National bargaining between the freight railroads and three union coalitions representing the employees are at a critical stage, with the parties far apart and now in mediation.
The railroads, represented by the National Carriers’ Conference Committee, have welcomed the involvement of the National Mediation Board, an independent agency that assists labor negotiations in the railroad and airline industries.
Timely resolution not only is in the interests of both sides, it is essential for the nation’s economy, which relies on freight railroads.
Negotiations are occurring as the industry faces profound challenges: declines in volumes and revenues, and transformational changes in energy markets. The challenges, coupled with the industry’s massive capital requirements, make management of all costs, including labor costs, fundamental for continued success and growth.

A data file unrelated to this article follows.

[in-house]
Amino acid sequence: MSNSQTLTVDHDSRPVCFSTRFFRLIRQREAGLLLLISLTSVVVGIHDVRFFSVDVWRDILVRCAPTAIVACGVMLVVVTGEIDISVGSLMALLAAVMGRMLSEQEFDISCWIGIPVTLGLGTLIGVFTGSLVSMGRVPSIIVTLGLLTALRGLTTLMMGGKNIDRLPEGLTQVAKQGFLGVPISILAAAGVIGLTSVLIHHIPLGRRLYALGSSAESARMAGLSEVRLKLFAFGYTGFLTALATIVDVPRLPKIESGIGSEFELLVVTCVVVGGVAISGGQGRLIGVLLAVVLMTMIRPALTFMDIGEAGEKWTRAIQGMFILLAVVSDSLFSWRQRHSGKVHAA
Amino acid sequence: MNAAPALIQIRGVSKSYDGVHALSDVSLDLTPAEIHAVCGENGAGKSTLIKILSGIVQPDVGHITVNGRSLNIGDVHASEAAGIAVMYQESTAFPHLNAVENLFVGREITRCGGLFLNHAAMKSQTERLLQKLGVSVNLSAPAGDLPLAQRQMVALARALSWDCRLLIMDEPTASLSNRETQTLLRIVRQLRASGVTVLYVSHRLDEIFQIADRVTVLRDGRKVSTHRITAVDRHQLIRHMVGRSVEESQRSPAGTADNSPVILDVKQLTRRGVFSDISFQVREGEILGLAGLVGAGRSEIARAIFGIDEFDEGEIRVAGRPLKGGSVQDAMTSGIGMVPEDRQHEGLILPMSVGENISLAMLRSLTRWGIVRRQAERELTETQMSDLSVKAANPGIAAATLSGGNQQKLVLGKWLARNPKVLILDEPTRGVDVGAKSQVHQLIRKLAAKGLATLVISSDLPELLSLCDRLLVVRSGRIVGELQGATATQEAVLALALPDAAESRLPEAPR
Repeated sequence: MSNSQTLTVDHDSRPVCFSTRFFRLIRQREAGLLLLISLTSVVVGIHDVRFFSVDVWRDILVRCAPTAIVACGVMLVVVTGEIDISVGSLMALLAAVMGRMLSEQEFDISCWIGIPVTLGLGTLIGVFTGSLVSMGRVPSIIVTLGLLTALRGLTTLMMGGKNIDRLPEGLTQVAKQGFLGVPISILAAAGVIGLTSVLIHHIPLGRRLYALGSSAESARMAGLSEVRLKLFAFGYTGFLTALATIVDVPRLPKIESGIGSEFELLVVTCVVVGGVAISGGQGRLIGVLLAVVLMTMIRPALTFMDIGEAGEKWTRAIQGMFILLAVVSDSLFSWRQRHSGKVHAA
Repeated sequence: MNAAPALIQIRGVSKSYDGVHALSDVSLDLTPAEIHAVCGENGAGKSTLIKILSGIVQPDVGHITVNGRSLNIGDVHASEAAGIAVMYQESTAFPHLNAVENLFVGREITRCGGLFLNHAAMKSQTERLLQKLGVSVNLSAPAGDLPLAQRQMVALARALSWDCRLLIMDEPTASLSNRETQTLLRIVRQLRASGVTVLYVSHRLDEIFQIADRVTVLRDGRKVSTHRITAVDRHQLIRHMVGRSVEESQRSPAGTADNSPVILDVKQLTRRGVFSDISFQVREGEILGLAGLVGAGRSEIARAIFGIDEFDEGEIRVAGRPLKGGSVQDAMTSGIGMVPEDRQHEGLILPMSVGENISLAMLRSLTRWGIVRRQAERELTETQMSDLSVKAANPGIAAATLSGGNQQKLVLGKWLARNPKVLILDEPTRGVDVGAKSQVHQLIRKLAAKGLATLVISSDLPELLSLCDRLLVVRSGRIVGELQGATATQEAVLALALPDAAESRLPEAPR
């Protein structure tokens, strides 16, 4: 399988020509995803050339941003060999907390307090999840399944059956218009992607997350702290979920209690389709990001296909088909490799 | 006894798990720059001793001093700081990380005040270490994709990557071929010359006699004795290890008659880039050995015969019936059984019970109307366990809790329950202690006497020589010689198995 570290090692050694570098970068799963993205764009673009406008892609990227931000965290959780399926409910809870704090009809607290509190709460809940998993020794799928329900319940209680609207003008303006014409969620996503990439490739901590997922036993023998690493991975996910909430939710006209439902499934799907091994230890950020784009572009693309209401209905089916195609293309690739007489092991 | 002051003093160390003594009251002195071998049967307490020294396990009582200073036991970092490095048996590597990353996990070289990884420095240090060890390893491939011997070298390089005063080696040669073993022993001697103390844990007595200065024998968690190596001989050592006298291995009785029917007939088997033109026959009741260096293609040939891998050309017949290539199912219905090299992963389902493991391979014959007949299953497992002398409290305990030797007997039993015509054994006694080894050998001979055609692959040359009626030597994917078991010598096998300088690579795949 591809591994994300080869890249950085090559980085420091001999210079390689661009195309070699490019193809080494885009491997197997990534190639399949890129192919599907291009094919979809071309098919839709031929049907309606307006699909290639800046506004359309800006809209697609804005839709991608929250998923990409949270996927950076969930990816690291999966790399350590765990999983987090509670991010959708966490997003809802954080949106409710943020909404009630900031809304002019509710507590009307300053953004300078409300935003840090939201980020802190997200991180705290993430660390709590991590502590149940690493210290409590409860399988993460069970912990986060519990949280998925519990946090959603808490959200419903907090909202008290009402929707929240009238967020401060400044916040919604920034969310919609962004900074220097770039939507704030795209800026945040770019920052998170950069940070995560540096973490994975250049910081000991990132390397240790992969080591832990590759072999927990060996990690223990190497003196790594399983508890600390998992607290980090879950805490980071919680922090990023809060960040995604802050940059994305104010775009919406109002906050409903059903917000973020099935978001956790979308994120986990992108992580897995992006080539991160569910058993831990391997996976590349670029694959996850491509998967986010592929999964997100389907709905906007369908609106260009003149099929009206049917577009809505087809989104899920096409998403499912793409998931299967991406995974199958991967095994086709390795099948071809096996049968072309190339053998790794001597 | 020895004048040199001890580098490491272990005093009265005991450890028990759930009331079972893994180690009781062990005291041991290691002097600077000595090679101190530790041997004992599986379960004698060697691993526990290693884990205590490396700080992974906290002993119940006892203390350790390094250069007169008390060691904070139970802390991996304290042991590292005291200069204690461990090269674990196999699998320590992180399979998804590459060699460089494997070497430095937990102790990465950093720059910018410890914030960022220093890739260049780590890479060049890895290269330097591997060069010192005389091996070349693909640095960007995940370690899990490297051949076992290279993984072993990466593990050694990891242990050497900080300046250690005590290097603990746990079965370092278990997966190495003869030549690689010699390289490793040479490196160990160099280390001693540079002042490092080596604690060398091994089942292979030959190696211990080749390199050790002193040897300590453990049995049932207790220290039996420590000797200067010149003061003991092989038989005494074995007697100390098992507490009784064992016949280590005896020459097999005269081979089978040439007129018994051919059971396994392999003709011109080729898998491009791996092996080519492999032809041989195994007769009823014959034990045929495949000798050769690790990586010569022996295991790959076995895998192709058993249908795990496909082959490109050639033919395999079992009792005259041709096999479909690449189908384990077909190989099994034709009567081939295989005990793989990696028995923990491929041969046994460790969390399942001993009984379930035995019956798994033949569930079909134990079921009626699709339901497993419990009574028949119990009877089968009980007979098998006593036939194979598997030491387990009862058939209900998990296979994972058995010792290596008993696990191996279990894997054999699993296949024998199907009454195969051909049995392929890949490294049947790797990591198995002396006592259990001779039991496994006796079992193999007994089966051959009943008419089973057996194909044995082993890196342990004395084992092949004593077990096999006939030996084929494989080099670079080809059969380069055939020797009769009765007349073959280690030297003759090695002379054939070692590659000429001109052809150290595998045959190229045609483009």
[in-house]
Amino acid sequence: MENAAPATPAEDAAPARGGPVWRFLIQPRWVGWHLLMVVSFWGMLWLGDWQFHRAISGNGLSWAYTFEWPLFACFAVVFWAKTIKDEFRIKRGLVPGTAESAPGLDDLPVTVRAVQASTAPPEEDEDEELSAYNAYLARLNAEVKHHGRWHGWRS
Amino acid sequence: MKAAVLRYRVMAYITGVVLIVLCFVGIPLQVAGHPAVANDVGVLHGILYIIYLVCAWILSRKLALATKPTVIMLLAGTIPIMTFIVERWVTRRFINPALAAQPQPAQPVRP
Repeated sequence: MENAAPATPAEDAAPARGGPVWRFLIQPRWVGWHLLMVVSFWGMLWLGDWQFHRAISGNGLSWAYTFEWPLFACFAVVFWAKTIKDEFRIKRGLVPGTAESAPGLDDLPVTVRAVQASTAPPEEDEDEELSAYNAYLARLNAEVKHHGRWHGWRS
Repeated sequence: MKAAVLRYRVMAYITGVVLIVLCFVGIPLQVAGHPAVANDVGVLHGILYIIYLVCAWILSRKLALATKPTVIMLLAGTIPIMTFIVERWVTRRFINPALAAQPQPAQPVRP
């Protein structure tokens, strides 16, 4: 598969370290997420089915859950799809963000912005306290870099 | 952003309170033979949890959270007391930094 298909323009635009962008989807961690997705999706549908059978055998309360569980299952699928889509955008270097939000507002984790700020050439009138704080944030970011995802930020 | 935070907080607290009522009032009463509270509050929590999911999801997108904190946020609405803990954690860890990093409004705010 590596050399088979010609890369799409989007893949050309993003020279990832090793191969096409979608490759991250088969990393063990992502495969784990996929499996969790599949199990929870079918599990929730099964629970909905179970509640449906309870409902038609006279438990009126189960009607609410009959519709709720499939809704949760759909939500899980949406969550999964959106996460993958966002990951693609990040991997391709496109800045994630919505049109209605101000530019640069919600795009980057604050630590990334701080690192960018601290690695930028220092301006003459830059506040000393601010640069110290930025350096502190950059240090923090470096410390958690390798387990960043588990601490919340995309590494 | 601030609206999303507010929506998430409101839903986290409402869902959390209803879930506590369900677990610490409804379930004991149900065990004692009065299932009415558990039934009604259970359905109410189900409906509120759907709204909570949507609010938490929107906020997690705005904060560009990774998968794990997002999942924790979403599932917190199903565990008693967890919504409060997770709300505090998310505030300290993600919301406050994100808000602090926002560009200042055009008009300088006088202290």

Health care remains a significant challenge. The health plan for railroad employees is dramatically out of sync with comparable plans across the nation. Employees pay far less for their generous benefits than the vast majority of American workers. At the same time, railroad employees are among the most highly compensated in the nation.
The railroads are seeking fair and voluntary settlements with the unions, proposing reasonable wage increases and prudent health plan reforms to bring design and cost-sharing features closer to the mainstream.
The railroads and unions negotiate under the 1926 Railway Labor Act, which includes safeguards to minimize service disruptions because of labor disputes. Under the law, collective bargaining agreements remain in force indefinitely until the parties agree to change them.
More than thirty railroads, including BNSF, CSX Transportation, Kansas City Southern, Norfolk Southern, and Union Pacific, are participating in this bargaining round.